Read the full review here.

Let’s Make a Monster! Critical Making (Stanford, Spring 2018)

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Ever since Frankenstein unleashed his monster onto the world in Mary Shelley’s novel from 1818, the notion of “technology-out-of-control” has been a constant worry of modern societies, plaguing more optimistic visions of progress and innovation with fears that modern machines harbor potentials that, once set in motion, can no longer be tamed by their human makers. In this characteristically modern myth, the act of making — and especially technological making — gives rise to monsters. As a cautionary tale, we are therefore entreated to look before we leap, to go slow and think critically about the possible consequences of invention before we attempt to make something radically new. However, this means of approaching the issue of human-technological relations implies a fundamental opposition between thinking and making, suggesting a split between cognition as the specifically human capacity for reflection versus a causal determinism-without-reflection that characterizes the machinic or the technical. Nevertheless, recent media theory questions this dichotomy by asserting that technologies are inseparable from humans’ abilities to think and to act in the world, while artistic practices undo the thinking/making split more directly and materially, by taking materials — including technologies — as the very medium of their critical engagement with the world. Drawing on impulses from both media theory and art practice, “critical making” names a counterpart to “critical thinking” — one that utilizes technologies to think about humans’ constitutive entanglements with technology, while recognizing that insight often comes from errors, glitches, malfunctions, or even monsters. Co-taught by a practicing artist and a media theorist, this course will engage students in hands-on critical practices involving both theories and technologies. Let’s make a monster!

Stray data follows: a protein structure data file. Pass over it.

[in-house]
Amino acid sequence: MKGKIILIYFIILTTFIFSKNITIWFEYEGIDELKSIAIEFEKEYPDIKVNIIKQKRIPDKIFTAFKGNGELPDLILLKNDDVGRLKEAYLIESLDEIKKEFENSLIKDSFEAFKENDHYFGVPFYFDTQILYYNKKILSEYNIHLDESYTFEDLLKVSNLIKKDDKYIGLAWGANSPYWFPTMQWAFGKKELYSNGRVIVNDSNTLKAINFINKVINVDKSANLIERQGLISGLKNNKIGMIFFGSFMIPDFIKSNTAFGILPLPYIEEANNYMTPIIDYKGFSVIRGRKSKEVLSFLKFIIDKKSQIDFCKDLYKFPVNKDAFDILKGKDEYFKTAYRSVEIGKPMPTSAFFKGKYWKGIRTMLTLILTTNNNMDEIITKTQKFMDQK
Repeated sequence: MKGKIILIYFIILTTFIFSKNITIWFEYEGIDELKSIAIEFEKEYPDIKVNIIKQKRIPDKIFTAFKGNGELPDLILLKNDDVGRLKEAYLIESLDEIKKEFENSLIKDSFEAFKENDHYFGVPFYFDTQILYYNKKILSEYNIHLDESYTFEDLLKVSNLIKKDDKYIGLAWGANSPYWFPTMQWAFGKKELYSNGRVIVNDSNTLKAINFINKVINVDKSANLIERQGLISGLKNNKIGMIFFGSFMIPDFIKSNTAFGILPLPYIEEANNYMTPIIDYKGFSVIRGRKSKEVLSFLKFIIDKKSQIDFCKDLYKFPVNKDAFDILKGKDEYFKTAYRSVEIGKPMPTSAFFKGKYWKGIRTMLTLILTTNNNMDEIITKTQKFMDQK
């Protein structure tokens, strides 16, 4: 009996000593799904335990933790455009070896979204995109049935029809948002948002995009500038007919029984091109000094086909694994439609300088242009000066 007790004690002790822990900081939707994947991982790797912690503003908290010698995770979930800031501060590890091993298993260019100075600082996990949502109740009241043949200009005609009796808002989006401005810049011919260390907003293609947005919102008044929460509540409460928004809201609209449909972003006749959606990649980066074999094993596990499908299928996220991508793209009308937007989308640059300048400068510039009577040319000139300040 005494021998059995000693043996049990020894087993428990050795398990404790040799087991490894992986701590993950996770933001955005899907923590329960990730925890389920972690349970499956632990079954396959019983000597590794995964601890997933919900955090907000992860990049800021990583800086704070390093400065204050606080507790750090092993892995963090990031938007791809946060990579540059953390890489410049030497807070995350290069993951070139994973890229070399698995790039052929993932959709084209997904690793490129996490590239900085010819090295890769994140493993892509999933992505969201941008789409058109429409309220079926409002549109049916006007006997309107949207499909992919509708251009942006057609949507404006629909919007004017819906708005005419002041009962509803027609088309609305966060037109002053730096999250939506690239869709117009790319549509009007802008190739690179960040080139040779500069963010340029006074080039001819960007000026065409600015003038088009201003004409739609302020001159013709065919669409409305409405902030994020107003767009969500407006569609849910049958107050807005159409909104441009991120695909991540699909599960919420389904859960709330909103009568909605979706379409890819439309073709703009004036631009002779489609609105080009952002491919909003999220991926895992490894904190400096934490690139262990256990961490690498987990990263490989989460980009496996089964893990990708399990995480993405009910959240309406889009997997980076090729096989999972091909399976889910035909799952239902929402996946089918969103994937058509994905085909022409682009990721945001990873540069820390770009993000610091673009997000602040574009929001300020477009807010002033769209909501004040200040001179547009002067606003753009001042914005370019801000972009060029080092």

ARTSTUDI 233, FILMSTUD 233/433 — Spring 2018 — Profs. Paul DeMarinis & Shane Denson — Thursdays 3:00-5:50pm

Horror and New Media, and the Horror of New Media #SCMS18 #SCMS2018

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Looking forward to speaking on this panel, alongside Cecilia Sayad, Adam Hart, and Kevin Chabot at the 2018 Society for Cinema and Media Studies conference in Toronto. Panel L13, Friday, March 16, 2018 (3:15pm – 5:00pm).

Thesis of my paper: “Post-cinematic horror is a side-channel attack on our affective processing of time itself.”